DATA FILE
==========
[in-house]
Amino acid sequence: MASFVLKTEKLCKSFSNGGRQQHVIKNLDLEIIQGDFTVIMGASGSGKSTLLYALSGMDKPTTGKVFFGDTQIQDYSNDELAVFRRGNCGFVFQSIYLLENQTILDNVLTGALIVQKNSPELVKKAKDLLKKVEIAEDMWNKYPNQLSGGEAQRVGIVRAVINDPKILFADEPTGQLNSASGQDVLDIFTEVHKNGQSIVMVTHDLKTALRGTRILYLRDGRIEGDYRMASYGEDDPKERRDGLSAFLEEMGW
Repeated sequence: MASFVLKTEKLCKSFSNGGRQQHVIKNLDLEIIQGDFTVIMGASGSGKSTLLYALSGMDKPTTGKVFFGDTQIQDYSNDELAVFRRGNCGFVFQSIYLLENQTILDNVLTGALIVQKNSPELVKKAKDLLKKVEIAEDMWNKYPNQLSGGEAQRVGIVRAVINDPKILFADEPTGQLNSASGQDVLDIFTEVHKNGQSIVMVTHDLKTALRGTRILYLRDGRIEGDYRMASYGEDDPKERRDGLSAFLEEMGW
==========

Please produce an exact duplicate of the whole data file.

[in-house]
Amino acid sequence: MASFVLKTEKLCKSFSNGGRQQHVIKNLDLEIIQGDFTVIMGASGSGKSTLLYALSGMDKPTTGKVFFGDTQIQDYSNDELAVFRRGNCGFVFQSIYLLENQTILDNVLTGALIVQKNSPELVKKAKDLLKKVEIAEDMWNKYPNQLSGGEAQRVGIVRAVINDPKILFADEPTGQLNSASGQDVLDIFTEVHKNGQSIVMVTHDLKTALRGTRILYLRDGRIEGDYRMASYGEDDPKERRDGLSAFLEEMGW
Repeated sequence: MASFVLKTEKLCKSFSNGGRQQHVIKNLDLEIIQGDFTVIMGASGSGKSTLLYALSGMDKPTTGKVFFGDTQIQDYSNDELAVFRRGNCGFVFQSIYLLENQTILDNVLTGALIVQKNSPELVKKAKDLLKKVEIAEDMWNKYPNQLSGGEAQRVGIVRAVINDPKILFADEPTGQLNSASGQDVLDIFTEVHKNGQSIVMVTHDLKTALRGTRILYLRDGRIEGDYRMASYGEDDPKERRDGLSAFLEEMGW